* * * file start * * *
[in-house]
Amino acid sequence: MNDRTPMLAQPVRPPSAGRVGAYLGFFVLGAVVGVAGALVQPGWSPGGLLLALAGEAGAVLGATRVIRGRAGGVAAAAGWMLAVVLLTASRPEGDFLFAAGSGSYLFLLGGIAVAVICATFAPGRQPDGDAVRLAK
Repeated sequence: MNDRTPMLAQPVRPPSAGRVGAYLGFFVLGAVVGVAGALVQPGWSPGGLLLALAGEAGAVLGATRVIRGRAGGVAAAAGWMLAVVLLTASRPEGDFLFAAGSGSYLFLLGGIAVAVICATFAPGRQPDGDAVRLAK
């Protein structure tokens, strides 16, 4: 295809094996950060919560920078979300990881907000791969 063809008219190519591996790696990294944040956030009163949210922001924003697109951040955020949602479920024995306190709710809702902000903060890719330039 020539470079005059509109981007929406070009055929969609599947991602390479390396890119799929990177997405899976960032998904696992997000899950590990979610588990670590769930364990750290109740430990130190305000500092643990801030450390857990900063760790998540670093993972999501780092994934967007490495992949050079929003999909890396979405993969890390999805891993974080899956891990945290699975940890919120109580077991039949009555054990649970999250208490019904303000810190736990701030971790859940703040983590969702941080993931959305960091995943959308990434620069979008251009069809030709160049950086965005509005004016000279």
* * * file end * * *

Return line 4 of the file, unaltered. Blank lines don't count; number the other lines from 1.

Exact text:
């Protein structure tokens, strides 16, 4: 295809094996950060919560920078979300990881907000791969 063809008219190519591996790696990294944040956030009163949210922001924003697109951040955020949602479920024995306190709710809702902000903060890719330039 020539470079005059509109981007929406070009055929969609599947991602390479390396890119799929990177997405899976960032998904696992997000899950590990979610588990670590769930364990750290109740430990130190305000500092643990801030450390857990900063760790998540670093993972999501780092994934967007490495992949050079929003999909890396979405993969890390999805891993974080899956891990945290699975940890919120109580077991039949009555054990649970999250208490019904303000810190736990701030971790859940703040983590969702941080993931959305960091995943959308990434620069979008251009069809030709160049950086965005509005004016000279």